Trendspotting #12

l Talkin' 'bout my Sainsbury's trolley

Life for the baby-boomer generation gets sadder. First one of them becomes Prime Minister, now a radio station targeted at them decides to use supermarket trolleys and petrol pump nozzles to attract their attention. Shopping and driving are the two most popular activities for the over-forties, according to research by the media-buying agency Rocket, which is buying space on the trolleys and nozzles for the Magic radio station group in Yorkshire. Once upon a time music of this generation was connected with drugs, peace and free love; now it's to Sainsbury's and filling up the Ford Galaxy.

l Did anyone read all about it?

Much has been made of the unprecedented support the Labour Party received at the election from the national press. But how much difference did newspapers actually make? A third of adults never read a newspaper. Of those that do, 22 per cent claim, in a study by Carat Insight, that they deliberately turn away from political news stories. In the popular press, this rises to nearly 30 per cent of readership. Of those left, three-quarters had decided their vote five weeks before the campaign started. According to Carat Insight, only 7 per cent of undecided voters were open to persuasion by political stories during the campaign. But of course it is the flexible voter who wins elections - which is why Tony Blair and Alastair Campbell had all those lunches with Tory editors.

l Television pictures move more

While newspapers are generally accorded lots of influence on voters, the Party Election Broadcast is often rated a boring turn-off. This is strange, if only because consumer goods advertisers put so much more stock in television advertising than newspapers - if you read a newspaper ad for more than three seconds you are abnormal. In fact, Carat Insight's research found that even if every newspaper backed the Conservatives and influenced those they could influence, it could turn over only 7 per cent of the electorate, where PEBs had the potential to persuade 10 per cent.

l No British films, please, they're too original

The UK's film industry is booming, right? Good for jobs, allows us to fight back against US cultural imperialism ... yet the battle is still being lost. Half of the 76 films made in the UK in 1995 are still awaiting theatrical release, according to Screen Finance. Of the 38 that have been released, a quarter were issued with fewer than 10 prints, meaning they're not being seen in too many places. And it's getting worse. Of the films made in 1994, 70 per cent managed to get distribution. It should be the other way around, because the number of cinema screens has increased from 2,003 in 1995 to 2,166 now. The trouble, of course, is that we are still not making enough distribution-friendly, Hollywood-style formula films.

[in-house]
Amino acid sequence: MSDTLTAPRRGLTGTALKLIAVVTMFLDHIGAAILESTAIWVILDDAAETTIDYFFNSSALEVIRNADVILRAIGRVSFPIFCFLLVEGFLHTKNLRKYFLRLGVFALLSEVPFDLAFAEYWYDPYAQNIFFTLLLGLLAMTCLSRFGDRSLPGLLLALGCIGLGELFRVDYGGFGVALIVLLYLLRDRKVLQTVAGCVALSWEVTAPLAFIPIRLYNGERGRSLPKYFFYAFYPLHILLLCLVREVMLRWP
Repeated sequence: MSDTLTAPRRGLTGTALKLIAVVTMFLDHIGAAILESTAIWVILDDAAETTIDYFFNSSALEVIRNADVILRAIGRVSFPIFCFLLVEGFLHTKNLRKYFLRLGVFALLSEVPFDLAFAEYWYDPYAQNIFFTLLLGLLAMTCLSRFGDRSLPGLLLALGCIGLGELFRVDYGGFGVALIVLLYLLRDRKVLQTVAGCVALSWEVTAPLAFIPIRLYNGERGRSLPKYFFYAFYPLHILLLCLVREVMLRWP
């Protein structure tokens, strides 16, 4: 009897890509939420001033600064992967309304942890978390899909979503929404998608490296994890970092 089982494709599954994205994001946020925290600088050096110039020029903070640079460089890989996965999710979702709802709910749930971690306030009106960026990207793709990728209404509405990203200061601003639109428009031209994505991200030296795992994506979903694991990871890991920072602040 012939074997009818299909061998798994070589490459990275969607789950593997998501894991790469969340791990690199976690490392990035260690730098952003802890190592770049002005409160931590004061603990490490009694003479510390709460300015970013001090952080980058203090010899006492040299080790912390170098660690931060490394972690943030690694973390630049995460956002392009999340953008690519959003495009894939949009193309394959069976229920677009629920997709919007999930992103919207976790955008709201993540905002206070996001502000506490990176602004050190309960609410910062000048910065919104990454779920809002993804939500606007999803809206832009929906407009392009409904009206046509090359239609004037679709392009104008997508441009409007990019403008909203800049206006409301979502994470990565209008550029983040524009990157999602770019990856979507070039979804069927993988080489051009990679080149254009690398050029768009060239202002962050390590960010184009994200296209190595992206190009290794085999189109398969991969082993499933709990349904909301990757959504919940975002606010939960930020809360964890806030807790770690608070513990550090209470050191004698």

l Digital TV - anyone got one?

Despite the hype about the imminent digital television revolution with its 200 channels of high-quality repeats, the cable and satellite industry's own anoraks don't believe we are actually ready for it. More than two- thirds of industry experts polled by Cable and Satellite Communications magazine believe that BSkyB was right to delay its launch of digital satellite television until next year at least. The reason is simple: there isn't actually anyone in Britain geared up for digital TV. But when it does come, almost 60 per cent of respondents believe that video on demand (VOD) will drive the service. Pity the digital terrestrial applicants - they haven't got enough capacity for VOD.

l A block too far for Blockbusters?

If VOD does take off it is bad news for the 29,000 people employed by the video rental business, which employs more people than the coal industry. The rental market was worth pounds 491m last year, but our sedentary nature means that we are probably willing to pay more than that to save us having to get in the car and drive to the video rental shop.

Paul McCann

PROMOTED VIDEO
Have you tried new the Independent Digital Edition apps?
News
ebooksAn evocation of the conflict through the eyes of those who lived through it
News
people
News
Jamie and Emily Pharro discovering their friend's prank
video
News
i100
Life and Style
food + drink
News
Tim Vine has won the funniest joke award at the Edinburgh Festival 2014
peopleTim Vine, winner of the Funniest Joke of the Fringe award, has nigh-on 200 in his act. So how are they conceived?
News
people
Life and Style
techApp to start sending headlines, TV clips and ads to your phone
Arts and Entertainment
Taylor Swift crawls through the legs of twerking dancers in her 'Shake It Off' music video
musicEarl Sweatshirt thinks so
Life and Style
tech
Arts and Entertainment
Daniel Radcliffe and Zoe Kazan in What If
filmReview: Actor swaps Harry Potter for Cary Grant in What If
News